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Not much epistemic effort here: this is just an intuition that I have to model a vast and possibly charged field. I'm calling upon the powers of crowd-finding to clarify my views.
Tl;dr: is the debate in economics over the nature of money really about the definition or just over politics?
I'm currently reading "Money - an unauthorised biography" by Felix Martin. It presents what is to me a beautifully simple and elegant definition of what money is: transferable value over a liquid landscape (these precise words are mine). It also presents many cases where this simple view is contrasted by another view: money as a commodity. This opposition is not merely one of academics definitions, but has important consequences. Policy makers have adopted different points of view and have becuase of that varied very much their interventions.
I've never been much interested in the field, but this book sparked my curiosity, so I'm starting to look around and I'm surprised to discover that this debate is still alive and well in the 21st century.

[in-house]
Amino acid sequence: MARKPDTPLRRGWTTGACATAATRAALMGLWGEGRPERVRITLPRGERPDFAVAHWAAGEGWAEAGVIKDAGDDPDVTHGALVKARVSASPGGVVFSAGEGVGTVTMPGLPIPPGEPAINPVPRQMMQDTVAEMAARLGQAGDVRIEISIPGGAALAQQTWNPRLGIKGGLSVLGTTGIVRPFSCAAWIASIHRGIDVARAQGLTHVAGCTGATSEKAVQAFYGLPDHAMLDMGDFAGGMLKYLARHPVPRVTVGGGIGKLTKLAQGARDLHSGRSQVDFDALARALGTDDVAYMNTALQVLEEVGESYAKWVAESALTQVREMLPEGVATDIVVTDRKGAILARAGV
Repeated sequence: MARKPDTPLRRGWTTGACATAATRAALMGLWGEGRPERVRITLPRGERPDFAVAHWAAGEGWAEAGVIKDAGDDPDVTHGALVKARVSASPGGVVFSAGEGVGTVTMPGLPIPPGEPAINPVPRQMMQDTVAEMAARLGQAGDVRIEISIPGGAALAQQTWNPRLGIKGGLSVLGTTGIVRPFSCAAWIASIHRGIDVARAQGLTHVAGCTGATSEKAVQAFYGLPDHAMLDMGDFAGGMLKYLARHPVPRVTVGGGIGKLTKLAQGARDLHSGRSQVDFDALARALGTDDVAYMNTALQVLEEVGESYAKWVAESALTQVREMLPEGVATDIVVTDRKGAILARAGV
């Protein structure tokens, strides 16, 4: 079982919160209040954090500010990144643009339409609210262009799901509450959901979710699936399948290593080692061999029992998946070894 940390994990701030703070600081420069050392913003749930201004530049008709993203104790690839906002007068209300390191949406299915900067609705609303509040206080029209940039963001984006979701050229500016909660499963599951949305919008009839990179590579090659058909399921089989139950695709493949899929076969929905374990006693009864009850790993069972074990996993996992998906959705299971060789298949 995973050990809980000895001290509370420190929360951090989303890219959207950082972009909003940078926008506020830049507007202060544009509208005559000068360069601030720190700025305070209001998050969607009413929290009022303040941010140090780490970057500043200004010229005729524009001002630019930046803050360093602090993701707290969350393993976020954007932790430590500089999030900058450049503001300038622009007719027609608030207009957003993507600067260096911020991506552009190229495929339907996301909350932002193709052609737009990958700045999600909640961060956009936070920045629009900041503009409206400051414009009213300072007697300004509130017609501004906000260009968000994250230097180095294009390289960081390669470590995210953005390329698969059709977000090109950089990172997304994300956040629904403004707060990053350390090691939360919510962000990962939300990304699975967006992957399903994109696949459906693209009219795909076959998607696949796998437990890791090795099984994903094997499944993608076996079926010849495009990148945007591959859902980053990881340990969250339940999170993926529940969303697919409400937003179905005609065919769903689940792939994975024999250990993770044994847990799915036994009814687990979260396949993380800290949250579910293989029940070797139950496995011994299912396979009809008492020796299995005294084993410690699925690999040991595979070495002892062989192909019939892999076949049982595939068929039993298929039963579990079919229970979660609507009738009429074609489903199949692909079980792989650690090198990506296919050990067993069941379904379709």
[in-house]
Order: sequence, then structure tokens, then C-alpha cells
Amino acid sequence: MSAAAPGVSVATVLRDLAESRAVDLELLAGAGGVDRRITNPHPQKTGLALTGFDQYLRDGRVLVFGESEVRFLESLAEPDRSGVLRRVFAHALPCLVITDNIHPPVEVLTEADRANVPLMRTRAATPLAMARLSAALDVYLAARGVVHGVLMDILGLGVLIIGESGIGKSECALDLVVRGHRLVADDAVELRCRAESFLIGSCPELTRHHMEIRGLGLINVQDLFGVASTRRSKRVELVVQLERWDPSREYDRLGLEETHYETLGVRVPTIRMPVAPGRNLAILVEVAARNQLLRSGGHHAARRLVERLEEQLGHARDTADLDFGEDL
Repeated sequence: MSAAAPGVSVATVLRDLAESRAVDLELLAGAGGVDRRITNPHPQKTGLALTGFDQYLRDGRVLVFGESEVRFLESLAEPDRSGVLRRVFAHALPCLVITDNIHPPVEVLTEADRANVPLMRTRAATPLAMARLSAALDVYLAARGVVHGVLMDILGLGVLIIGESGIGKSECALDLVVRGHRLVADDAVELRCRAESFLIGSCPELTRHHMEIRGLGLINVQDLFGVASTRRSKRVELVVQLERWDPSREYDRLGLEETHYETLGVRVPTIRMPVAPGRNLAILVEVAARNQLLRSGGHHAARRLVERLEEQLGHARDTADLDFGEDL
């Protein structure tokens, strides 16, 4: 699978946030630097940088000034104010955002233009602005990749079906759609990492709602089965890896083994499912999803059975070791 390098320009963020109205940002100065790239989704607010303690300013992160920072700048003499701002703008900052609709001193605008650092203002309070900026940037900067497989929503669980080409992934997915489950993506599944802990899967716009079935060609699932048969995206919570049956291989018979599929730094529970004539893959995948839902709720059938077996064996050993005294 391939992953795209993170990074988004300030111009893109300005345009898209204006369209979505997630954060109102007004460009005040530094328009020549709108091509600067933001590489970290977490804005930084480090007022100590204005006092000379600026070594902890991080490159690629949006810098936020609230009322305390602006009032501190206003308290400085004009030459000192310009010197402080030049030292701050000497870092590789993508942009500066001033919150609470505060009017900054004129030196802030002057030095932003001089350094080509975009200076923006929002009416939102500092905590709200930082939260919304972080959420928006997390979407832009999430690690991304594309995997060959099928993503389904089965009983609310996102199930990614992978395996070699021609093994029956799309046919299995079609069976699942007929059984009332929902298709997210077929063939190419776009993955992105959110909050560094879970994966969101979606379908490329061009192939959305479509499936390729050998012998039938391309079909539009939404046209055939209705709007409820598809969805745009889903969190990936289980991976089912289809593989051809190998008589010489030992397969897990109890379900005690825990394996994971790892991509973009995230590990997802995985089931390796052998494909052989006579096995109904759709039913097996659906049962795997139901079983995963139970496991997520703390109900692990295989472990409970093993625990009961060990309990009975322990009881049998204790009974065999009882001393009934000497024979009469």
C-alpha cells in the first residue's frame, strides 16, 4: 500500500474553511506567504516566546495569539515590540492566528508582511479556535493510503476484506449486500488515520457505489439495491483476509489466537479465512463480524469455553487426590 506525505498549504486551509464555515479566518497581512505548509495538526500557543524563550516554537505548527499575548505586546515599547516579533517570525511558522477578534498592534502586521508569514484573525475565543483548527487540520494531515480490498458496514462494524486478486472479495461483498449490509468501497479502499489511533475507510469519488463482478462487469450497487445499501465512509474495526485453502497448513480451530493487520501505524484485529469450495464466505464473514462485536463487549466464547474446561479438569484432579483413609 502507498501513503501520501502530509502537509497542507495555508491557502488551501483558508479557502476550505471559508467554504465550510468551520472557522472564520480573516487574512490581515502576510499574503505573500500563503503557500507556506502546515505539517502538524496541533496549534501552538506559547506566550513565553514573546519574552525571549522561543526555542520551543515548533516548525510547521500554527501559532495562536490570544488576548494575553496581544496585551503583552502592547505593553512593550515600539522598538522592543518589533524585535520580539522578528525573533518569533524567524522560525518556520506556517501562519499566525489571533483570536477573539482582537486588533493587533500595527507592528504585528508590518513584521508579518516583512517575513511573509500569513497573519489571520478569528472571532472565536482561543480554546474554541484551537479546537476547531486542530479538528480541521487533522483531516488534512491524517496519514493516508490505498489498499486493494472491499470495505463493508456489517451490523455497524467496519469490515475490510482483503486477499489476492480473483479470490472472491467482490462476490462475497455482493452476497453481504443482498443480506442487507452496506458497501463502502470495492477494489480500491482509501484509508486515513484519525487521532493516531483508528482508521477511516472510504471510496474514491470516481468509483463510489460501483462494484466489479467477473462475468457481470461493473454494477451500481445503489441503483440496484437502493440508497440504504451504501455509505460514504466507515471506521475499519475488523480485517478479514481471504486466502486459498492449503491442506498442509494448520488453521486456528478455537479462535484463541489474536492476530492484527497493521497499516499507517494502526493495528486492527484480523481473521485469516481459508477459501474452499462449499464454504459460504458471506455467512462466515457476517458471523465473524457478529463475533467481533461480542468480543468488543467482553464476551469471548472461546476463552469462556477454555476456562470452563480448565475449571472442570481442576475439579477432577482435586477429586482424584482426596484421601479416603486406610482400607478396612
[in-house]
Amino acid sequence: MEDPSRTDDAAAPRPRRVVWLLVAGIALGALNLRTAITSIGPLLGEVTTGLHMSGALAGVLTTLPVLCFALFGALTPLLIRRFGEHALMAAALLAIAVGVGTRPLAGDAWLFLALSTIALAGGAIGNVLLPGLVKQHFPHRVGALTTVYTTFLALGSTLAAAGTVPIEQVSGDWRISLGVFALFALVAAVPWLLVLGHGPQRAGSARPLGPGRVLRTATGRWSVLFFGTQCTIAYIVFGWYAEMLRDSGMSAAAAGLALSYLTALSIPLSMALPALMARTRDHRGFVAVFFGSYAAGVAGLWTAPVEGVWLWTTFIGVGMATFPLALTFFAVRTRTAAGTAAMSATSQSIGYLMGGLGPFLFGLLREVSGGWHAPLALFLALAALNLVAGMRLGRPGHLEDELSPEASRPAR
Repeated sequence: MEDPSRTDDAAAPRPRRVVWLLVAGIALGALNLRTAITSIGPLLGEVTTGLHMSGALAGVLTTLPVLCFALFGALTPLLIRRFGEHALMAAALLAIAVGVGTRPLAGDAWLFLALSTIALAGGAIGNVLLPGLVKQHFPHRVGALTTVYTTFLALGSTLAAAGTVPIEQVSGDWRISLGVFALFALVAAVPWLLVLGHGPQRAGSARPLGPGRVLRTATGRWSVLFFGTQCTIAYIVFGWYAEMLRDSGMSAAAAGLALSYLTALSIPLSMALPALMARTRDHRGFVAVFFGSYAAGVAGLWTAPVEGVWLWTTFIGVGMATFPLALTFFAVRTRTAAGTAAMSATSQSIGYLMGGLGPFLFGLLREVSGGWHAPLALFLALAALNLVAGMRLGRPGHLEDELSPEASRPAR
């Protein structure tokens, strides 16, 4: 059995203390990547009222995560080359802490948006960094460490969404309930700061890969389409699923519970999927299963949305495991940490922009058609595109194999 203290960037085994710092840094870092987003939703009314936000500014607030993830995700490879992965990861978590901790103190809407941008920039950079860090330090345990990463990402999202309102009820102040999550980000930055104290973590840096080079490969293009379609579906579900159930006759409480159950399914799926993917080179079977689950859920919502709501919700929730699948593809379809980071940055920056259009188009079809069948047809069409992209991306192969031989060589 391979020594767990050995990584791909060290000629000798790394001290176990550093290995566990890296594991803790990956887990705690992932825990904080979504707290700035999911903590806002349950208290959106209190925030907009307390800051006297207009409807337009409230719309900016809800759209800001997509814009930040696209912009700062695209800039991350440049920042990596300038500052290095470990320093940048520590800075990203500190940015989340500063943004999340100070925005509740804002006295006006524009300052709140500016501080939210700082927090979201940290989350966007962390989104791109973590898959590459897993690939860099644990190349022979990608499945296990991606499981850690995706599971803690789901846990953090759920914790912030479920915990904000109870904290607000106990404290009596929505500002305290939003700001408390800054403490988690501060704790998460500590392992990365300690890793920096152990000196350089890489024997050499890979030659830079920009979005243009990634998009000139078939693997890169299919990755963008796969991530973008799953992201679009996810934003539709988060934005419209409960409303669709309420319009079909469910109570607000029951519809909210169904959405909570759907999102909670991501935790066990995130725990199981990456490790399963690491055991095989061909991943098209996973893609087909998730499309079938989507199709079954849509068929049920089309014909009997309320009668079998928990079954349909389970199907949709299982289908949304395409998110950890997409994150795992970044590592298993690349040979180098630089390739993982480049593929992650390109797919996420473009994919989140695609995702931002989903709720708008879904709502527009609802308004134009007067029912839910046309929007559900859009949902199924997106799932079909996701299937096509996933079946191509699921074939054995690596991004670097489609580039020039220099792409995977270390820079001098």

Basically what I've glanced is that there is this Keynesian school of thougth that posits that yes, money is transferable debts, and since money is merely a technology that expresses an agreement, you should intervente in the matter of economics, especially by printing money when this is needed.
Then there's an opposite view (does it have a name?) that says that no, money is a commodity and for this reason it must be treated as such: it's creation is to be carefully controlled by the market and it's value tied only to the value of an underlying tradeable asset.
I think my uncertainty shows how little I know about this field, so apply Crocker's rule at will. Is this a not completely inaccurate model of the debate?
If it is so, my second question: is this a debate over substance or over politics?
If I think that money is transferable debts, surely I can recognize the merit of intervention but also understand that a liberal use of said tool might breed a disaster.
If I think that money is a standard commodity, can I manipulate which commodity it is exactly tied to to increase the availability of money in times of need?
Am I talking nonsense for some technical reason? Am I missing something big? Is economics the mind-killer too?
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